Register Now

Login

Lost Password

Lost your password? Please enter your email address. You will receive a link and will create a new password via email.

Add question

You must login to ask question.

Login

Register Now

Stamped concrete is an innovative concrete widely applied for the floor in patios, car porch, driveways and sidewalks. It is extremely docile in nature and can be finished to resemble brick, slate, flagstone, tile, stone, wood and various other patterns and textures.

Fig 1: Cracks and Distress in Stamped Concrete.

The major advantage of using stamped concrete is its flexibility to get moulded to resemble other building materials and textures which makes it a cheaper alternative over using other authentic materials such as stone, slate or brick.

Repair Procedure of Stamped Concrete

The repair of stamped concrete is explained through the five steps listed below :

1. Surface Preparation

Firstly, the cracks or the distress where the concrete is to be repaired must be cleaned properly. Every mote of dust or the traces of loose particles must be removed, so that they do not hinder the patching material bond with the existing concrete.

To further remove the loose particles, soapy water can be used to wash off the loose dirt and debris. Care must be taken to rinse and dry the concrete.

2. Preparation of Patching Mixture

Depending upon the type of distress to be repaired, suitable patching material is selected. A proportionate amount of water and concrete bonding material is mixed and made into a paste.

The colour of the patching mixture must blend with the existing stamped concrete to ensure a uniform appearance and therefore concealing the signs of repair.

3. Application of Patching Material

Application of patch mixture depends on the type of crack and distress to be repaired. If the cracks are small, it can be patched with the help of finger application. For this type of application, gloves must be used and the cracks must be filled up completely. After the application of patch material, with the use of a damp sponge, the edges of the cracks are smoothened to give it a uniform appearance.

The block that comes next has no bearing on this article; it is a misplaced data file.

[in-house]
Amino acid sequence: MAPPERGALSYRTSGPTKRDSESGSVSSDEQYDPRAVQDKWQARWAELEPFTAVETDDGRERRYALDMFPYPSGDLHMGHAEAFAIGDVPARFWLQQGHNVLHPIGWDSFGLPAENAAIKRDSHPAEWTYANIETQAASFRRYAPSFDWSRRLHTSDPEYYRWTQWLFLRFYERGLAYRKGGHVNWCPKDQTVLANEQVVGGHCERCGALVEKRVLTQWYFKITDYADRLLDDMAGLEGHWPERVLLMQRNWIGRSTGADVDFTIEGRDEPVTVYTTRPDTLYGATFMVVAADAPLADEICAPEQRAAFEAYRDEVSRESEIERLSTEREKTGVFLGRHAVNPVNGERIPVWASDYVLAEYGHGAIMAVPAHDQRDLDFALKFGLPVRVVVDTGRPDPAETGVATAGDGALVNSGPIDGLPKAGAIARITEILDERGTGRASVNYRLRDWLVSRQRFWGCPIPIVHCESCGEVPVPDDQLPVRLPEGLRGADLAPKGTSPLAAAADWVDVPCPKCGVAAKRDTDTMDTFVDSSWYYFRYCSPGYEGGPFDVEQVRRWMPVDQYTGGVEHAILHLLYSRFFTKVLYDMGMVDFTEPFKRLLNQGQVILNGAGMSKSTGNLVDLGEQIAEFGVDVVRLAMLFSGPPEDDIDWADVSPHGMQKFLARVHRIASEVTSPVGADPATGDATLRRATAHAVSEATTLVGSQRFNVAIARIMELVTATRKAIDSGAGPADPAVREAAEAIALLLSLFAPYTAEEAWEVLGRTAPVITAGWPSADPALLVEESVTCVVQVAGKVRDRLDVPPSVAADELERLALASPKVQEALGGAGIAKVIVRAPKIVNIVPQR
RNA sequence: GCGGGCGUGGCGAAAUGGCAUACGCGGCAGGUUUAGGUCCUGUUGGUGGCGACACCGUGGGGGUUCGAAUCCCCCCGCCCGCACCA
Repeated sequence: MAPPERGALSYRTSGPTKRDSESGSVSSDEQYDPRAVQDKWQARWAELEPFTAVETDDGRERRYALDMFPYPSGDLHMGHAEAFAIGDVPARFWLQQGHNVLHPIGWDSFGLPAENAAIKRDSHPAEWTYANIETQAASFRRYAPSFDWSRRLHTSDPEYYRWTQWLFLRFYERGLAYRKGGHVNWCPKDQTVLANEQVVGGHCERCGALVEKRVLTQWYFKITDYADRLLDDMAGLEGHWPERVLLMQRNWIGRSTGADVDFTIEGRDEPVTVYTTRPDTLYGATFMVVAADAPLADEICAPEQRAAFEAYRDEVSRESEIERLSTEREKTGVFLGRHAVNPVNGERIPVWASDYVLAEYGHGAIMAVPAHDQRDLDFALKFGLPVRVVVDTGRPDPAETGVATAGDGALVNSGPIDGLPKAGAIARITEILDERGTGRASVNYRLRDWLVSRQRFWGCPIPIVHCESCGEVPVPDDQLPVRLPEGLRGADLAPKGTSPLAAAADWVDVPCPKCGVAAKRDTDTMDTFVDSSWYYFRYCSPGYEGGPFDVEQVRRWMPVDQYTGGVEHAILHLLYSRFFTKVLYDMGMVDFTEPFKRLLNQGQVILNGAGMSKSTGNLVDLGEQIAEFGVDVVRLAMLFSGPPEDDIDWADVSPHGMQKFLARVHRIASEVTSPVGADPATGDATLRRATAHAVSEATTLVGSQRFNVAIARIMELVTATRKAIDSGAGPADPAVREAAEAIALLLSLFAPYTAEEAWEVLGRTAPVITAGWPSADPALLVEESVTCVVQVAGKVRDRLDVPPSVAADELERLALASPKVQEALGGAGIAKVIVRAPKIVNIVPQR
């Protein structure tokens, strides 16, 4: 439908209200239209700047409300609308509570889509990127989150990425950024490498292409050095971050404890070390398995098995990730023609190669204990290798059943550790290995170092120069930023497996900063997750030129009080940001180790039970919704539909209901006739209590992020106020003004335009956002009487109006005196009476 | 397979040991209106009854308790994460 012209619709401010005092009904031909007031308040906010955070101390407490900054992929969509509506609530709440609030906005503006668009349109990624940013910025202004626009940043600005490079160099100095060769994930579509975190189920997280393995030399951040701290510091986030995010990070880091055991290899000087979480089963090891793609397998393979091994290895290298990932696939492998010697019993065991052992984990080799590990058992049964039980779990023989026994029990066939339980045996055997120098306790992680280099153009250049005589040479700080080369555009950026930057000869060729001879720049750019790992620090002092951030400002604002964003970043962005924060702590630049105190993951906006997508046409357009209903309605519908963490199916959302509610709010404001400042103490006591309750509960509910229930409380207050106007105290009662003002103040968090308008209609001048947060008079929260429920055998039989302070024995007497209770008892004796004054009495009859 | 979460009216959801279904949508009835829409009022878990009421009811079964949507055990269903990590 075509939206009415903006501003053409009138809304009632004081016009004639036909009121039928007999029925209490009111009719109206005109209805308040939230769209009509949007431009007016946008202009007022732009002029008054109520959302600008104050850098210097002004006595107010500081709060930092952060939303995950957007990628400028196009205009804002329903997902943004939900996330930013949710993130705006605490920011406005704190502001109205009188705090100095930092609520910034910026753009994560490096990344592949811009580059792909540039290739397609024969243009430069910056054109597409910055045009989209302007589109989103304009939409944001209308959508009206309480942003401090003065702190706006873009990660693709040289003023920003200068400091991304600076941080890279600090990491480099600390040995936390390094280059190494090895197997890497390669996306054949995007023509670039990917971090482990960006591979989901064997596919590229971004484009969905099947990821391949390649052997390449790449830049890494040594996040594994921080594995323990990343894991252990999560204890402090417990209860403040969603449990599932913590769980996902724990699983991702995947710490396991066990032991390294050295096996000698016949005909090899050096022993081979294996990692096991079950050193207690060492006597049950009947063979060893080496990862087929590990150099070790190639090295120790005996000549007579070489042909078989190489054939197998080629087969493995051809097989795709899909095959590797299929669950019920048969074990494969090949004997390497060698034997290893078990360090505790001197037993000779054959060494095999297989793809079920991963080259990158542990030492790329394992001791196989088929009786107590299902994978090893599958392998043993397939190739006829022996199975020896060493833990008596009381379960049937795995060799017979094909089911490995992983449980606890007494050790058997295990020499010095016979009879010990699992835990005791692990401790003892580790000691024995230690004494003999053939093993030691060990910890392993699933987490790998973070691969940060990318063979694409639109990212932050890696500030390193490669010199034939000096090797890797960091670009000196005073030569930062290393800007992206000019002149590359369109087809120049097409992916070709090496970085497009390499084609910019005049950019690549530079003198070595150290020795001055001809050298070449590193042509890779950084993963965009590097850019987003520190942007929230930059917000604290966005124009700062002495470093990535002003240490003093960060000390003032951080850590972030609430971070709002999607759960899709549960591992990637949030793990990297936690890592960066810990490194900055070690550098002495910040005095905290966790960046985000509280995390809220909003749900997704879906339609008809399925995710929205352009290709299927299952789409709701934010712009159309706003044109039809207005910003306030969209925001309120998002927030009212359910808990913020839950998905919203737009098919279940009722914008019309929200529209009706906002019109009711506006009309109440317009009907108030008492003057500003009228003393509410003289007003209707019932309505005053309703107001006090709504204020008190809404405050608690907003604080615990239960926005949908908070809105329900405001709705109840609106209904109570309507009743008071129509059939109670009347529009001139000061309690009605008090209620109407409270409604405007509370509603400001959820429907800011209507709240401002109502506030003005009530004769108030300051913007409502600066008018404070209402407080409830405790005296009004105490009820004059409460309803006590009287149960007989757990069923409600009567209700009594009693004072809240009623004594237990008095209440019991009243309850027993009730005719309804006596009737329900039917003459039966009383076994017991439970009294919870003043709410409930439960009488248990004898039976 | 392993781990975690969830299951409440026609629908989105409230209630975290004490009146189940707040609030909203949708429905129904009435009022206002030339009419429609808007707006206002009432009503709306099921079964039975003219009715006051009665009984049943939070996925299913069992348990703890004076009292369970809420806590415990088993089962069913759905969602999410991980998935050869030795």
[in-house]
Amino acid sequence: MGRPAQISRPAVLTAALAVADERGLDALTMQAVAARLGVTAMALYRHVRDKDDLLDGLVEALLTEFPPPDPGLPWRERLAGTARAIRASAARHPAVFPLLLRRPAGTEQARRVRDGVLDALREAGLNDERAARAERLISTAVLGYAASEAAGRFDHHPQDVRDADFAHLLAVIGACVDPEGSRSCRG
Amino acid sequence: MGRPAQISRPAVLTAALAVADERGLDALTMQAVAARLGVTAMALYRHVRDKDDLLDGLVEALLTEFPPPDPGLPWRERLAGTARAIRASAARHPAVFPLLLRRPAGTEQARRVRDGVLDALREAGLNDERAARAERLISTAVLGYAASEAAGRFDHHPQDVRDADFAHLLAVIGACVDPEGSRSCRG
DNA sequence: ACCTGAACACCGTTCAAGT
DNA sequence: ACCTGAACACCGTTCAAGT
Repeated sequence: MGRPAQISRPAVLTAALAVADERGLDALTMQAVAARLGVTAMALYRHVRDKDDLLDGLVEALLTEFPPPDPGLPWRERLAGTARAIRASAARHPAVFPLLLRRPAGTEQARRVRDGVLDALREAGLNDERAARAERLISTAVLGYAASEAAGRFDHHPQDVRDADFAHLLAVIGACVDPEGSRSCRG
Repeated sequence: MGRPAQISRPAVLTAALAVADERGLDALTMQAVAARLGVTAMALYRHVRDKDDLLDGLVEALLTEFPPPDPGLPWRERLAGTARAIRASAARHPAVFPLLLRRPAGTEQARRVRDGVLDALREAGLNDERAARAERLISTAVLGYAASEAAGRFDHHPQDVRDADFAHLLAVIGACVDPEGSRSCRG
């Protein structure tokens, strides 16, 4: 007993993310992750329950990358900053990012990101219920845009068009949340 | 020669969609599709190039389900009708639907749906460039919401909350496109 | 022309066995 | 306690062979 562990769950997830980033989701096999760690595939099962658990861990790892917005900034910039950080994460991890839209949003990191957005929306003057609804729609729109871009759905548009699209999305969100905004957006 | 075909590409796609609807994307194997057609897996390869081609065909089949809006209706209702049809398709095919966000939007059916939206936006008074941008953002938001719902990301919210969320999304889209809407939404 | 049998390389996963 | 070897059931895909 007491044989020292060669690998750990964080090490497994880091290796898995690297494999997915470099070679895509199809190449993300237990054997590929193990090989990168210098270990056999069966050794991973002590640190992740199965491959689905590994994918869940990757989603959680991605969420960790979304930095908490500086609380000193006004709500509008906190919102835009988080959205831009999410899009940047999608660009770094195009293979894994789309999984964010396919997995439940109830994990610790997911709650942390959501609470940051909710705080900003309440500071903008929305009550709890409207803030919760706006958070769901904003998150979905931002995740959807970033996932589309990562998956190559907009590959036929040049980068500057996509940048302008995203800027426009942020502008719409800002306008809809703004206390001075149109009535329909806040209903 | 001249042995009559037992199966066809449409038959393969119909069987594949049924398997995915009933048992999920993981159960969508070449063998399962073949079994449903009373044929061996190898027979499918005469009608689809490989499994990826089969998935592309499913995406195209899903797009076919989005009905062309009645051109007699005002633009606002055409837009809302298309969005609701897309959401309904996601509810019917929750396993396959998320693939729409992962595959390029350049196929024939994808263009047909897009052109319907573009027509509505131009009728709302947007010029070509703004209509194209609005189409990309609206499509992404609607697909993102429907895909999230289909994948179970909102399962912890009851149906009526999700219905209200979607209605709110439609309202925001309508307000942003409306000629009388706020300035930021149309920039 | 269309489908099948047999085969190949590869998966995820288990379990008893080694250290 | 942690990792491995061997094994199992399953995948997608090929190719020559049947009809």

Fig 2: Applying of Patching mixture into the stamped concrete.

For very large cracks, the patching mixture is filled into the crack and smoothened with a trowel. Pour in a surface release agent to facilitate the process as you imprint the desired pattern onto the concrete.

4. Re-Stamping of Repaired Concrete

It is important to give the same finish and pattern that was present on the concrete initially. To do that, obtain the exact pattern that was used during installation. The stamp stencil is pressed against the fresh concrete and after a period of 24hrs, the stencil is removed and the surface is cleaned with soapy water and left to dry out. Proper curing must be ensured for further distress.

Fig 3: Finishing of stamped concrete.

5. Sealing of Repaired Concrete

As a final step, seal the repaired area with a concrete sealant. This will help to protect your patio from damage and preserve the integrity of the installation.

Repair Tips for Stamped Concrete

  1. Matching the colour of repair concrete and the existing stamped concrete is very important. A variety of colouring agents are available in the market that can be used during the preparation of patching paste. One can also colour regular or white concrete with water-based metallic oxide pigments, which are designed for tinting concrete.
  2. Application of sealant over the repaired part of concrete helps to protect the concrete from oils and stains. In addition, removing sealer from around the crack prior to repair improves adhesion.
  3. Working conditions must be suitable for repair works. For best results,
    repair works must be done at temperatures between 50 and 90 degrees. The temperature must remain above freezing while the concrete cures.

Read More: Stamped Concrete and Its Preparation and Construction Methods

About Fasi Ur RahmanVerified

Fasi is a Civil Engineer associated with Tumkur Smart City Project. He is the author, editor and partner at theconstructor.org